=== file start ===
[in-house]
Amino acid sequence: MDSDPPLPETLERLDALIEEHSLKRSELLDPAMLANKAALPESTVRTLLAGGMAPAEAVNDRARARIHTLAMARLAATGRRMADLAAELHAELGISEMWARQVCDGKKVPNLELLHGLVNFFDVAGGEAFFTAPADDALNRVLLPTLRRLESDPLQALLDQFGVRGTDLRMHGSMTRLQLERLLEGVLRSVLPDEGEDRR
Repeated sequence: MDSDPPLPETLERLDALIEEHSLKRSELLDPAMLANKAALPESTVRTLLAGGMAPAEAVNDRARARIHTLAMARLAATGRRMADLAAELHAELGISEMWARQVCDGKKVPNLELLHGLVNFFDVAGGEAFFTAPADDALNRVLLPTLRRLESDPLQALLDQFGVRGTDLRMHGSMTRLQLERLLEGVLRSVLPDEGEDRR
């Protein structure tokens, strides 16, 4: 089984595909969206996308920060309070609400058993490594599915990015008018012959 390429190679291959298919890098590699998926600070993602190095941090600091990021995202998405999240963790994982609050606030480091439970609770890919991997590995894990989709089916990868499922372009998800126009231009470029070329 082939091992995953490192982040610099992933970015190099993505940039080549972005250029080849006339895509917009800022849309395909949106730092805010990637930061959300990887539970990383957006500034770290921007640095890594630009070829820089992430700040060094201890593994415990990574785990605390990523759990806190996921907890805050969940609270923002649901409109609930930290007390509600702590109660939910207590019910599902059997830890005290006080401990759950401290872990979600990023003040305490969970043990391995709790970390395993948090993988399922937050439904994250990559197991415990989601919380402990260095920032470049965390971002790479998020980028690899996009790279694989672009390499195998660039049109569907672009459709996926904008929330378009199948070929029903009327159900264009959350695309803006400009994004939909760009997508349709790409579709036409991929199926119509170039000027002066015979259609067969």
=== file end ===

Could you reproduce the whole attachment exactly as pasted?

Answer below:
[in-house]
Amino acid sequence: MDSDPPLPETLERLDALIEEHSLKRSELLDPAMLANKAALPESTVRTLLAGGMAPAEAVNDRARARIHTLAMARLAATGRRMADLAAELHAELGISEMWARQVCDGKKVPNLELLHGLVNFFDVAGGEAFFTAPADDALNRVLLPTLRRLESDPLQALLDQFGVRGTDLRMHGSMTRLQLERLLEGVLRSVLPDEGEDRR
Repeated sequence: MDSDPPLPETLERLDALIEEHSLKRSELLDPAMLANKAALPESTVRTLLAGGMAPAEAVNDRARARIHTLAMARLAATGRRMADLAAELHAELGISEMWARQVCDGKKVPNLELLHGLVNFFDVAGGEAFFTAPADDALNRVLLPTLRRLESDPLQALLDQFGVRGTDLRMHGSMTRLQLERLLEGVLRSVLPDEGEDRR
């Protein structure tokens, strides 16, 4: 089984595909969206996308920060309070609400058993490594599915990015008018012959 390429190679291959298919890098590699998926600070993602190095941090600091990021995202998405999240963790994982609050606030480091439970609770890919991997590995894990989709089916990868499922372009998800126009231009470029070329 082939091992995953490192982040610099992933970015190099993505940039080549972005250029080849006339895509917009800022849309395909949106730092805010990637930061959300990887539970990383957006500034770290921007640095890594630009070829820089992430700040060094201890593994415990990574785990605390990523759990806190996921907890805050969940609270923002649901409109609930930290007390509600702590109660939910207590019910599902059997830890005290006080401990759950401290872990979600990023003040305490969970043990391995709790970390395993948090993988399922937050439904994250990559197991415990989601919380402990260095920032470049965390971002790479998020980028690899996009790279694989672009390499195998660039049109569907672009459709996926904008929330378009199948070929029903009327159900264009959350695309803006400009994004939909760009997508349709790409579709036409991929199926119509170039000027002066015979259609067969």